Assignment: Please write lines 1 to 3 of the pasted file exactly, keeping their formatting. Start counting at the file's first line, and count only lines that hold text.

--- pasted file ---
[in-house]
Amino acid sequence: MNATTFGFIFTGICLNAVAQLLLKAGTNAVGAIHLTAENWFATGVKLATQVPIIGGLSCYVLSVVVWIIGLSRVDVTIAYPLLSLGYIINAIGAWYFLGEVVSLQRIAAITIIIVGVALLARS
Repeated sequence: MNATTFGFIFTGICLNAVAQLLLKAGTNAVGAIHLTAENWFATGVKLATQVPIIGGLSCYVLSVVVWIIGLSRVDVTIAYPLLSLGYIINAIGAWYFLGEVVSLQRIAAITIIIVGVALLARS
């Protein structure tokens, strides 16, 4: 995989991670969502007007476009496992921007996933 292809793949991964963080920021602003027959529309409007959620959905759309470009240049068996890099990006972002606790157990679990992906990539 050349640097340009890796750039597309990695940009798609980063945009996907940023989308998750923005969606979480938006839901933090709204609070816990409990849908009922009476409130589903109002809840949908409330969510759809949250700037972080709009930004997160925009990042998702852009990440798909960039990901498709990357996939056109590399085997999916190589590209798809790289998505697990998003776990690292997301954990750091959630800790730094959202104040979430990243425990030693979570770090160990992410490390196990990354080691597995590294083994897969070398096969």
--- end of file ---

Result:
[in-house]
Amino acid sequence: MNATTFGFIFTGICLNAVAQLLLKAGTNAVGAIHLTAENWFATGVKLATQVPIIGGLSCYVLSVVVWIIGLSRVDVTIAYPLLSLGYIINAIGAWYFLGEVVSLQRIAAITIIIVGVALLARS
Repeated sequence: MNATTFGFIFTGICLNAVAQLLLKAGTNAVGAIHLTAENWFATGVKLATQVPIIGGLSCYVLSVVVWIIGLSRVDVTIAYPLLSLGYIINAIGAWYFLGEVVSLQRIAAITIIIVGVALLARS